Beyond Outcome Studies. Among the most interesting aspects of positivist research into organizations and sustainability are calls from within its own boundaries to exceed these boundaries entirely. Some of these calls seek to embed new vistas into conventional approaches, while others suggest leaving linear constrictions completely. There seems to be considerable confusion but on the whole at least a covert recognition of limitations to Newtonian approaches to the complex dynamics of today's sustainability challenges. As articulated by two well-versed authors:

Theoretical development in sustainability has yet to yield a model that fully acknowledges… the changing organization-and-environment field and its implications in the long term; the interdependence and integration of relationships of humans, organizations, and society; and the paradoxical demands inherent in a dynamic society (Starik & Kanashiro, 2013).

This statement locates the current “here” of sustainability issues in “interdependence,” “integration,” and “paradoxical demands,”—all of which herald complexity theory—yet its stated desire for “a model” (italics added) is ontologically impossible from a complexity perspective. Similarly ambiguous is the call to integrate conceptual streams, understand underlying mechanisms, conduct more individual-level studies, move beyond cross-sectional sampling, include more qualitative studies, pursue “microfoundations” research, and study underlying processes (Aguinas & Glavas, 2012). This extensive call aims for a full recipe of remedies. One interpretation is that it is similar to the mega-contingency solutions, adding further complications to the linear approach, but another is that it hints at nonlinear processes. Whilst surpassing cross-sections and studying underlying processes are not necessarily nonlinear directives in themselves, pursuing them in depth could lead to breaking the strictures of linear cause-and-effect. Likewise, the call to take a temporal perspective and examine the evolutionary interplay of social issues and corporate response” points directly towards complex adaptive systems approaches without naming them as such (Wang et al., 2016).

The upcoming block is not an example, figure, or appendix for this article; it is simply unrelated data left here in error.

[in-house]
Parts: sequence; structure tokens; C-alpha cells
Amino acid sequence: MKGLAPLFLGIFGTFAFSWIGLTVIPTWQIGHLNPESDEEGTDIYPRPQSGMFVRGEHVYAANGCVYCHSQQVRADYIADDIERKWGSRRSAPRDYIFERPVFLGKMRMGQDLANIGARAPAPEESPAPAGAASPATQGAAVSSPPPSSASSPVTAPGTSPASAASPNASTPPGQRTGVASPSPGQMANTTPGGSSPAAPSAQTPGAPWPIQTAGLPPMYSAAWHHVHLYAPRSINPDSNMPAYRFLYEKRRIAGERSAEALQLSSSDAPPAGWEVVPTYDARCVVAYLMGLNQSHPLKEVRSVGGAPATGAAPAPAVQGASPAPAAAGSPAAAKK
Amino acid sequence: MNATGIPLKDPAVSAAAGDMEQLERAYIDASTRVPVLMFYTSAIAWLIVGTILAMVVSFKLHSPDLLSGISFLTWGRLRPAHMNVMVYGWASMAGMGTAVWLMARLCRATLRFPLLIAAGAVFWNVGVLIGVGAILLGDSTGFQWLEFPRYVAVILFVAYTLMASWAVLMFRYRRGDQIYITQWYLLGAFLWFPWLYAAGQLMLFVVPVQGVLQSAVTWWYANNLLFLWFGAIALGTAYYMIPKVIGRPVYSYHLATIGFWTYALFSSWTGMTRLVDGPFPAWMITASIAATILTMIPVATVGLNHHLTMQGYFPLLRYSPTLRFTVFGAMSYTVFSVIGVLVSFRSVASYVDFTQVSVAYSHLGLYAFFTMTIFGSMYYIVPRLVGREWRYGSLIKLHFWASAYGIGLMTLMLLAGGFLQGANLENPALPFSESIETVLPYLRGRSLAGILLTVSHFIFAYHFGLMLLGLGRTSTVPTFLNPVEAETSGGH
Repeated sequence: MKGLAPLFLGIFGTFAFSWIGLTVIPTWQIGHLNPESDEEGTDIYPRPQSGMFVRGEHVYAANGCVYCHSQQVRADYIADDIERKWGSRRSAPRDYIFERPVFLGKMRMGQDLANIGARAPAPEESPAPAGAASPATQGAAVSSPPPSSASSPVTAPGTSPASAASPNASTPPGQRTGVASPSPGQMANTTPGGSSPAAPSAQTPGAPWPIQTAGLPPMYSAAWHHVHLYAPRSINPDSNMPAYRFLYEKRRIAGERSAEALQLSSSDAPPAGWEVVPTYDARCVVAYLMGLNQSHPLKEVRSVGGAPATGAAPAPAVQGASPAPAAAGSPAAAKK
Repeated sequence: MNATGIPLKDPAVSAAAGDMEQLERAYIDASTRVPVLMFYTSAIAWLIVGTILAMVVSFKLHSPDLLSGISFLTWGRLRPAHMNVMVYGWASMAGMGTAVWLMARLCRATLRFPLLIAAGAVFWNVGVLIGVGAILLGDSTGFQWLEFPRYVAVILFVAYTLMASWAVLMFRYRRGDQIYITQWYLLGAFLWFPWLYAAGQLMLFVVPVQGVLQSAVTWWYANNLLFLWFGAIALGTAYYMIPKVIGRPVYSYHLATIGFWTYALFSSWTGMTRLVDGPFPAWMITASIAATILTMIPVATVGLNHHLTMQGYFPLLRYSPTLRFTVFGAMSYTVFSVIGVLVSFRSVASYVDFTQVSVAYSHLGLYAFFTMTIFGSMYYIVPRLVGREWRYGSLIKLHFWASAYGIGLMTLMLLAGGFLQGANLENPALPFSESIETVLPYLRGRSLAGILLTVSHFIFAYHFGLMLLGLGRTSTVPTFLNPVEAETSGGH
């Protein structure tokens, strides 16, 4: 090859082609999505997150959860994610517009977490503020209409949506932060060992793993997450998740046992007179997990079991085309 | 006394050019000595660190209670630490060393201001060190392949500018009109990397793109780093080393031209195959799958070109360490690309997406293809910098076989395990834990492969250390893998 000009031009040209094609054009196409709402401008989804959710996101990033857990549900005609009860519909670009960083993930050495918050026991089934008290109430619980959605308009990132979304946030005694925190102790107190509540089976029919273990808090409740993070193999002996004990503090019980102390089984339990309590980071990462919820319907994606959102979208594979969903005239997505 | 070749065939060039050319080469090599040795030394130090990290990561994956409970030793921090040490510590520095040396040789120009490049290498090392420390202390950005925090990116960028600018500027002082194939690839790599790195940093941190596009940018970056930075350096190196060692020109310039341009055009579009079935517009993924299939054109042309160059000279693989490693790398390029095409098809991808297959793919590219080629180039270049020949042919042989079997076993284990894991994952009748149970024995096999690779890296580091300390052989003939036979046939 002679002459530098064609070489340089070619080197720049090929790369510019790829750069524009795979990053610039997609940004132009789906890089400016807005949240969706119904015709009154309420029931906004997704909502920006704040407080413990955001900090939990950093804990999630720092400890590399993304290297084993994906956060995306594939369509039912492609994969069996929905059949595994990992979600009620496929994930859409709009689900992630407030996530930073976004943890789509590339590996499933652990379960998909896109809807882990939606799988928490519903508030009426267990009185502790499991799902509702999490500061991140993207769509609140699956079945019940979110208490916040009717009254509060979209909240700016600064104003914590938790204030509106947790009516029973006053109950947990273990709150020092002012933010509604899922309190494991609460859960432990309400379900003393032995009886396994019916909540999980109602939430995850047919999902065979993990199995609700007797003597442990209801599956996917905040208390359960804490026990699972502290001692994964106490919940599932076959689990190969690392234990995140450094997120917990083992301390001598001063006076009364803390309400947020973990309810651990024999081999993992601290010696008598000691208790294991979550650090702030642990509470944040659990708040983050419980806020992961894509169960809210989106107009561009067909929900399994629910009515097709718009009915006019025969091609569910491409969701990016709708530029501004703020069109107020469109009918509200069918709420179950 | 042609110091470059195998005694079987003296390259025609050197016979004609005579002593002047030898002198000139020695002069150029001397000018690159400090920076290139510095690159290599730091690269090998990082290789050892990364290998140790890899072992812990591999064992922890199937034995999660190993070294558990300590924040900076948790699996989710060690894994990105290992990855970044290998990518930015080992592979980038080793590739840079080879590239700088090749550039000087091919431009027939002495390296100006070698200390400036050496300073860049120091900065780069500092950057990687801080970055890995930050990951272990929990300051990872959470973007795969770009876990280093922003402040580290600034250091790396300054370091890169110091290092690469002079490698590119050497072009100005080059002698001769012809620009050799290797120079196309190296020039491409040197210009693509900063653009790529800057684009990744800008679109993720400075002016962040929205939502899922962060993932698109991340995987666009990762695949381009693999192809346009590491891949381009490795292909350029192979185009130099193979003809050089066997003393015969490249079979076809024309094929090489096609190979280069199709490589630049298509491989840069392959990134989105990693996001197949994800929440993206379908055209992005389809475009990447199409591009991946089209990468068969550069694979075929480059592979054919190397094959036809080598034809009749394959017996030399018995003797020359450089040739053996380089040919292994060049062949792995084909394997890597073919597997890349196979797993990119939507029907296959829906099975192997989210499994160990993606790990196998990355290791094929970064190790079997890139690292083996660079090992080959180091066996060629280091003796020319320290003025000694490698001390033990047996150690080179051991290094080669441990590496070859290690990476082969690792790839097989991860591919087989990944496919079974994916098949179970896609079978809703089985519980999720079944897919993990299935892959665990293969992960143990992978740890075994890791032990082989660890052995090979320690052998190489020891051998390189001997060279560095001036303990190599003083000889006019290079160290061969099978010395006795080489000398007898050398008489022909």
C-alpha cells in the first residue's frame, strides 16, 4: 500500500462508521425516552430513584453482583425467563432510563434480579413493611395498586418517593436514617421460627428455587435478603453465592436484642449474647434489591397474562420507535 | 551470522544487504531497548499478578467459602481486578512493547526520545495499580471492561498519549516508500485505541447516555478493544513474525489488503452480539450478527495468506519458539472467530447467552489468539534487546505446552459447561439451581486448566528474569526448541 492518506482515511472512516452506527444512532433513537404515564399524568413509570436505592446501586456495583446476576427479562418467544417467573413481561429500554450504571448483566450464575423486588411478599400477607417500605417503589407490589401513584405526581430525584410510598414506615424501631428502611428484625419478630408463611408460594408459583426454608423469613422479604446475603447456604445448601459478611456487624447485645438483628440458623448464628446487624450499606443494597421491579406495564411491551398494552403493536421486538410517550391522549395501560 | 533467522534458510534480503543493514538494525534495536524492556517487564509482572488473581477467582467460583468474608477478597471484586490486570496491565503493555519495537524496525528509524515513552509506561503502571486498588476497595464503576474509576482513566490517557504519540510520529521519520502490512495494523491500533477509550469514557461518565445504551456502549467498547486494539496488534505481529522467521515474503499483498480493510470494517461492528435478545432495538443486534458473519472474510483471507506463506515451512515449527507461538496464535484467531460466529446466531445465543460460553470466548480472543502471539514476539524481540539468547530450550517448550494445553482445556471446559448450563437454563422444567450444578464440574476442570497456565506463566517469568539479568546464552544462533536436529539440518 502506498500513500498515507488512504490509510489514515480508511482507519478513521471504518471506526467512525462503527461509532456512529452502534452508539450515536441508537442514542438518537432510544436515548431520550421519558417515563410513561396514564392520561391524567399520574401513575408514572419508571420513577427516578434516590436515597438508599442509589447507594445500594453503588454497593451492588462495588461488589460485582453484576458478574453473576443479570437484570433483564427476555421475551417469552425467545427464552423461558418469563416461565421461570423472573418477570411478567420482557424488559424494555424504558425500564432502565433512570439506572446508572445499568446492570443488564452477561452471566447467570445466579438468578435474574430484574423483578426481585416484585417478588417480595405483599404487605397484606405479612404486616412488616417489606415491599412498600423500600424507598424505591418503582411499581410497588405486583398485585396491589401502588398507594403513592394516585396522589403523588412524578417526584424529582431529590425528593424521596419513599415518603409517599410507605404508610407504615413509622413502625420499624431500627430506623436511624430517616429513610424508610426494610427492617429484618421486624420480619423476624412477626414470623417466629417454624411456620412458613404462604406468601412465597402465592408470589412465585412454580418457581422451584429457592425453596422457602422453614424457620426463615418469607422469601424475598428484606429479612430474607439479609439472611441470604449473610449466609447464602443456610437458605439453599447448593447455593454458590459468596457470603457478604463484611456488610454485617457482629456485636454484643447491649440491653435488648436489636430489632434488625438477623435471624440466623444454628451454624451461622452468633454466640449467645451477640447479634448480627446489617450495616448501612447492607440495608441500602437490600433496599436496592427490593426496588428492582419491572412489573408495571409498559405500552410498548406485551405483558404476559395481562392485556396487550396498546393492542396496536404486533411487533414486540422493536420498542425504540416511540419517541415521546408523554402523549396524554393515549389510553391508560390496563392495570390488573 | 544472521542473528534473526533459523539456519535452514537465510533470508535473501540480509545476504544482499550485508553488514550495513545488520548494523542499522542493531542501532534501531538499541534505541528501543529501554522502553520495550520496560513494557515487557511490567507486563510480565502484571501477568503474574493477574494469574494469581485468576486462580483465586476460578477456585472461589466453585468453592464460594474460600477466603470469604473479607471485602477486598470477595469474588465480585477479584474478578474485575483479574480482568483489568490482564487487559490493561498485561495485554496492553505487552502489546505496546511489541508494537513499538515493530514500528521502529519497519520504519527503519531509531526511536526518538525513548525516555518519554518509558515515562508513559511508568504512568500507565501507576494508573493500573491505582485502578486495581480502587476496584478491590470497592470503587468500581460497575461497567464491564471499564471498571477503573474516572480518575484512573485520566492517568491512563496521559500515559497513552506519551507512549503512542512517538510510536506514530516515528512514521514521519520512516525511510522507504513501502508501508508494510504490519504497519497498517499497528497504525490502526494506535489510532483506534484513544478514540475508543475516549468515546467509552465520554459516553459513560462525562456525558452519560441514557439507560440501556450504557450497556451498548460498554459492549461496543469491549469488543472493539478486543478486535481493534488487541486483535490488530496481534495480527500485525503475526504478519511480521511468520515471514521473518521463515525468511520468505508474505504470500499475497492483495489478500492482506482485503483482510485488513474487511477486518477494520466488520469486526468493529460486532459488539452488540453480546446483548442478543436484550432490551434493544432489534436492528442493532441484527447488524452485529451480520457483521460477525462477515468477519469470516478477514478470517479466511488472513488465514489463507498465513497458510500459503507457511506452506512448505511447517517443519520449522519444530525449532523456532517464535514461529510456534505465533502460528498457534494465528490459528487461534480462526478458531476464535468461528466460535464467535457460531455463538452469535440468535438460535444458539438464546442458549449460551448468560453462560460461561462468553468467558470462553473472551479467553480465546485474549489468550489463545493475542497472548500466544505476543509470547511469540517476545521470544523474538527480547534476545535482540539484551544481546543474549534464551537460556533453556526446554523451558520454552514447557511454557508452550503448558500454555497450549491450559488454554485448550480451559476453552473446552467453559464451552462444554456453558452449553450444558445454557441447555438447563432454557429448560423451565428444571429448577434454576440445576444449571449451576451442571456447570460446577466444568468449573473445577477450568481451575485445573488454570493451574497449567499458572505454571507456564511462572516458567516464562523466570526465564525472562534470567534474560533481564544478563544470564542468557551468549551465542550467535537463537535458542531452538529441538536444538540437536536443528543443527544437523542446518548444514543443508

Beyond ambiguous references to add complexity dimensions to conventional sustainability research are explicit urgings to step out of conventional standpoints altogether. Smith (2011) refers to a need to “change industrial-age mindsets” (Smith, 2011), and Margolis and Walsh's (2003) call to transcend neoclassical organization and economic theory in CSR research stands as a beacon for complexity theory today. Starik and Kanashiro (2013) call for a more circular, evolutionary, dynamic and systemic approach to conceptualization of CSR, none of which is possible in a conventional mindset. And Hull and Rothenberg (2008) note in their discussion of limitations and calls beyond their study that their research “doesn't allow researchers access to the perceptions and other subjective factors that influence managerial decisions” (Hull & Rothenberg, 2008).

The issue that seems to be misunderstood in all this research is that Complexity theory assumptions are incommensurable with those of Conventional systems research. The two theories cannot be selectively spliced onto one another. This, because CAS are non-linear, self-organizing, and highly unpredictable. They are continually created in the moment by many types of actors whose directed self-interest brings them into contact with many other actors. The resultant melee is uncontrollable, but regularities do emerge over time through coevolution and emergence (Porter, 2006a). Each system and context is unique, such that generalizing across organizations, geographies, and cultures is not warranted (Robone et al., 2011). Most other S management theories are based in just a few disciplines, where clearly the need is for broader-based theorizing that can take in the “multifaceted longterm quality of life aspects” of our wicked problems today (Starik & Kanashiro, 2013).

Conceptual framework